Unfortunately, science is a seriously neglected field in journalism, where quite often inexperienced reporters are assigned to cover intricate and technically difficult science news, not understanding the basic principle of science, the crucial question of evidence. The media give far too much space to dangerous quackery views by celebrities. Recently, Julie Gunlock, a senior fellow at the Independent Women's Forum and leader of the organisation's Culture of Alarmism Project, wrote in an opinion piece in the Wall Street Journal that the "antivaccine hysteria Ms Winfrey helped incubate was more dangerous than mere 'fake news.' It actually put people's lives at risk". Similarly, Gwyneth Paltrow, on her website Goop, is propagating dangerous pseudoscience.
Problematic to introduce dissent into area where science largely agrees
Because of the right-to-reply ethical principle, editors and journalists far too often give pseudoscientific quacks and science denialists exposure, or think it is imperative to apply the audi alteram partem rule diligently and rigorously in these science stories.
The South African Press Code and the codes applied by most media houses, also by my fellow public editors at ONO dealing with complaints by science denialists, state the broad principle that the media shall "present only what may reasonably be true as fact". How do we then weigh clearly pseudoscientific claims made in the name of science?
Scientists and award-winning science reporters generally agree with Boyce Rensberger, former head of the Massachusetts Institute of Technology's Knight Science Journalism Fellowship Programme: "Science demands evidence, and some forms of evidence are worth more than others are… Balanced coverage of science does not mean giving equal weight to both sides of an argument. It means apportioning weight according to the balance of evidence (as set out in the Nieman Reports; my emphasis).
Rensberger's view is further substantiated by a recent study by Christopher Clarke from Cornell University, published in the peer reviewed journal Science Communication. Clarke investigated the question of balance in the autism-vaccine controversy in the British and American press and concluded: "By adhering to a point-counterpoint format – in which two particularly well-known sides are afforded relatively equal attention – journalists can give the impression of uncertainty where there is none, elevate a fringe group to a high-profile status, or suggest that opposing perspectives are equally well-supported by evidence. In essence, coverage can be biased against the accurate perspective."
Clarke's argument is strongly supported in another study by science communication specialists Julia Corbett and Jessica Durfee at the Global Change and Sustainability Centre of the University of Utah. They observed, in a 2004 study in the same journal, that "[although] the long-standing tradition of bringing in opposing sides is an attempt to provide balance and objectivity… it is problematic to introduce dissent into an area where science largely agrees, particularly for readers unable to evaluate where the balance of the evidence lies".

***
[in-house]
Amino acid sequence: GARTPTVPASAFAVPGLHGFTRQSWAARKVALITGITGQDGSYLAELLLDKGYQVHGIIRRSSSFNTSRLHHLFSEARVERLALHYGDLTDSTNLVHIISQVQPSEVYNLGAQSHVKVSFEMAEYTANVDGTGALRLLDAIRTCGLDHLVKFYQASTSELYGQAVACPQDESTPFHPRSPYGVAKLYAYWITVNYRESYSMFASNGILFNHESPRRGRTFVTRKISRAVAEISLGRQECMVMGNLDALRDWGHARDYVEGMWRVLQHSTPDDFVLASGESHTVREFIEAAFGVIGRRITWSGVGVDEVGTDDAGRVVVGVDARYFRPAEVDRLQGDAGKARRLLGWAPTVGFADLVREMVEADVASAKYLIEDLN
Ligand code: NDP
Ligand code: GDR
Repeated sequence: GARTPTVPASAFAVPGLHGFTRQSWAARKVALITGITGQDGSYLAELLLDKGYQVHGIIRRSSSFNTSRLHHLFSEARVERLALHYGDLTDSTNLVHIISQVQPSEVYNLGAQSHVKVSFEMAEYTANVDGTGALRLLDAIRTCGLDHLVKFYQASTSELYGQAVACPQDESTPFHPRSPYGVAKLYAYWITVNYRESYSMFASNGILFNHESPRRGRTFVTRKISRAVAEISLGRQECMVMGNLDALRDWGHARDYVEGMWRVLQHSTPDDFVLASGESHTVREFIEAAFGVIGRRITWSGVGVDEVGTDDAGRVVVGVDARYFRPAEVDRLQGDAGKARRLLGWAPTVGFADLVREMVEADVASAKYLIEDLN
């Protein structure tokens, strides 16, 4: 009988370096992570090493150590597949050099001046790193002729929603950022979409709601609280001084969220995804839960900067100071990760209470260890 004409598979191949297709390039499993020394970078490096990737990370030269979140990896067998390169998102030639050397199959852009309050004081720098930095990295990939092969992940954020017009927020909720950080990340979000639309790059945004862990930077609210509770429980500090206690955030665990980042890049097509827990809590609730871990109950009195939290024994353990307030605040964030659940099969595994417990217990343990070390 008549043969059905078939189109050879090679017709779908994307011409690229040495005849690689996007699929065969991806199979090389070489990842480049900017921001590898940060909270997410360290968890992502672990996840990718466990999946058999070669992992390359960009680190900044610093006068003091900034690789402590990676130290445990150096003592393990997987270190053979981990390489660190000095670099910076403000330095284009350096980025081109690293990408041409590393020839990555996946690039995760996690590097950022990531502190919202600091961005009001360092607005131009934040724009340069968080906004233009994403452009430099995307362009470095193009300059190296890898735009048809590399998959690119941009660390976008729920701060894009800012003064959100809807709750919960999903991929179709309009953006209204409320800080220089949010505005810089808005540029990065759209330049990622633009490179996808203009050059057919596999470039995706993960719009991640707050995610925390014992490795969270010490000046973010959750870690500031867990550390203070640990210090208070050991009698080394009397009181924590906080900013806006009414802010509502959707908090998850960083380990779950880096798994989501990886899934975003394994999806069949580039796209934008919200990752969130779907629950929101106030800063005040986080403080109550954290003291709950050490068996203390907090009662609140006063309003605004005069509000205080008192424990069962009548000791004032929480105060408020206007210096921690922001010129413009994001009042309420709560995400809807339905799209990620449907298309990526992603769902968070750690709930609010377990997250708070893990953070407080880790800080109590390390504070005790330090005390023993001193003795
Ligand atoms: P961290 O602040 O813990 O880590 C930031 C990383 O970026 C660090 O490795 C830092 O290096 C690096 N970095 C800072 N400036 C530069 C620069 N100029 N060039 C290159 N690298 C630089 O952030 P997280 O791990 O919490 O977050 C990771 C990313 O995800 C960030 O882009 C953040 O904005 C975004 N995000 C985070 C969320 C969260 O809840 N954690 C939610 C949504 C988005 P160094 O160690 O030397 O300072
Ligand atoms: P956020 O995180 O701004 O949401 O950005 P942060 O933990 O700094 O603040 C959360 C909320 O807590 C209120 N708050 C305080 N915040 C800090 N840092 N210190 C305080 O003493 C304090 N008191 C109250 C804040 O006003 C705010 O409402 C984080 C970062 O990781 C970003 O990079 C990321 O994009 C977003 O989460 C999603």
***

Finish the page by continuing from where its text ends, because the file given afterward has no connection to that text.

Don't provide platforms for quackery
As journalists practicing and applying ethical reporting, we should constantly be reminded of the words of science author Michael Shermer in The Borderlands of Science – Where Sense Meets Nonsense: "The best knowledge filter ever invented is science. Flawed as it is at times, the methods developed over the past four centuries were specifically designed to help us avoid errors in our thinking."
The clear message about the nature of science, in many instances very similar to journalism, is the Pulitzer Prize-winner Edward Wilson's emphasis that science is an ongoing process of testing and re-testing, and that "blind faith, no matter how passionately expressed, will not suffice. Science for its part will test relentlessly every assumption about the human condition".
Scientists have been testing climate change models and the safety of vaccines relentlessly, the result always countering the quackery of the Trump brigade on climate and the Wakefield charlatans. As reporters harassed by science denialists - often wrongly described as "sceptics", as if their views on climate change, vaccinations, the age of the Earth and the universe, carry any weight of evidence - we should remember that the aim of science is to make the universe less strange, as the physicist Robert Park puts it so aptly. Less strange, but "only in the sense that it becomes more predictable. And in that sense, the universe is not nearly as strange as it used to be. The message the public should take away is that it is not the psychics and fortune-tellers who can see into the future, it is the scientists".
Journalists should reflect this reality about the dangers to the planet and the well-being and health of its inhabitants posed by denialists, by not providing the platforms to give any credibility to their quackery.
- Claassen is the public editor of News24 and Media24's Community Press and a board member of ONO.